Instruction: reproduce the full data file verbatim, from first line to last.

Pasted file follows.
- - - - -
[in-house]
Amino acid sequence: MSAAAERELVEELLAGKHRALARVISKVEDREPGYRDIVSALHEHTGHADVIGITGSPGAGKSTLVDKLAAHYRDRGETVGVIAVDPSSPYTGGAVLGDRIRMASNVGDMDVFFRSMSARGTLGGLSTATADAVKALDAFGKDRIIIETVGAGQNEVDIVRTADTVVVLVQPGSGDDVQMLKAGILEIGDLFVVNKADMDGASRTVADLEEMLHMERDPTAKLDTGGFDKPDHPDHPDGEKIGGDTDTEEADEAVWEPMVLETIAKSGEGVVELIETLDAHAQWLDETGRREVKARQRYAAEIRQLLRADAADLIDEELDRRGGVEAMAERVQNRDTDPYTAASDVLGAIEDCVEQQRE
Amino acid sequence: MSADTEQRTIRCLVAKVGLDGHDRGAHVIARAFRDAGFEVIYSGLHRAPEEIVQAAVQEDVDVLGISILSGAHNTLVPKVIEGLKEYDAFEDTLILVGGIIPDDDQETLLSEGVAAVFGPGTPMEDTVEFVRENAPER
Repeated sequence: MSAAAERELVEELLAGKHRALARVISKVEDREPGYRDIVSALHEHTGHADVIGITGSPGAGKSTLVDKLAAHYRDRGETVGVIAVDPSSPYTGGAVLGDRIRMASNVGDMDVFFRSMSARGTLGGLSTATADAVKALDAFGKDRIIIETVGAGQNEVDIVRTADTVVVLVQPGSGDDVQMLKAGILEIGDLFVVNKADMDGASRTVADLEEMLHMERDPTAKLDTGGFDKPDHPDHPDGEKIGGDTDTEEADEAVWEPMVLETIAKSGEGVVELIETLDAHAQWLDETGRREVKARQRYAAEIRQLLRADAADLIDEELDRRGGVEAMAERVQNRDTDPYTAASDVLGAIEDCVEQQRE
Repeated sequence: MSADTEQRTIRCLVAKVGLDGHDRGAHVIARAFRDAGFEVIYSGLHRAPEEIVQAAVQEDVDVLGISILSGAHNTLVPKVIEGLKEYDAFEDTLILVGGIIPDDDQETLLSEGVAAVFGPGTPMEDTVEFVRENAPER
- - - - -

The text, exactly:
[in-house]
Amino acid sequence: MSAAAERELVEELLAGKHRALARVISKVEDREPGYRDIVSALHEHTGHADVIGITGSPGAGKSTLVDKLAAHYRDRGETVGVIAVDPSSPYTGGAVLGDRIRMASNVGDMDVFFRSMSARGTLGGLSTATADAVKALDAFGKDRIIIETVGAGQNEVDIVRTADTVVVLVQPGSGDDVQMLKAGILEIGDLFVVNKADMDGASRTVADLEEMLHMERDPTAKLDTGGFDKPDHPDHPDGEKIGGDTDTEEADEAVWEPMVLETIAKSGEGVVELIETLDAHAQWLDETGRREVKARQRYAAEIRQLLRADAADLIDEELDRRGGVEAMAERVQNRDTDPYTAASDVLGAIEDCVEQQRE
Amino acid sequence: MSADTEQRTIRCLVAKVGLDGHDRGAHVIARAFRDAGFEVIYSGLHRAPEEIVQAAVQEDVDVLGISILSGAHNTLVPKVIEGLKEYDAFEDTLILVGGIIPDDDQETLLSEGVAAVFGPGTPMEDTVEFVRENAPER
Repeated sequence: MSAAAERELVEELLAGKHRALARVISKVEDREPGYRDIVSALHEHTGHADVIGITGSPGAGKSTLVDKLAAHYRDRGETVGVIAVDPSSPYTGGAVLGDRIRMASNVGDMDVFFRSMSARGTLGGLSTATADAVKALDAFGKDRIIIETVGAGQNEVDIVRTADTVVVLVQPGSGDDVQMLKAGILEIGDLFVVNKADMDGASRTVADLEEMLHMERDPTAKLDTGGFDKPDHPDHPDGEKIGGDTDTEEADEAVWEPMVLETIAKSGEGVVELIETLDAHAQWLDETGRREVKARQRYAAEIRQLLRADAADLIDEELDRRGGVEAMAERVQNRDTDPYTAASDVLGAIEDCVEQQRE
Repeated sequence: MSADTEQRTIRCLVAKVGLDGHDRGAHVIARAFRDAGFEVIYSGLHRAPEEIVQAAVQEDVDVLGISILSGAHNTLVPKVIEGLKEYDAFEDTLILVGGIIPDDDQETLLSEGVAAVFGPGTPMEDTVEFVRENAPER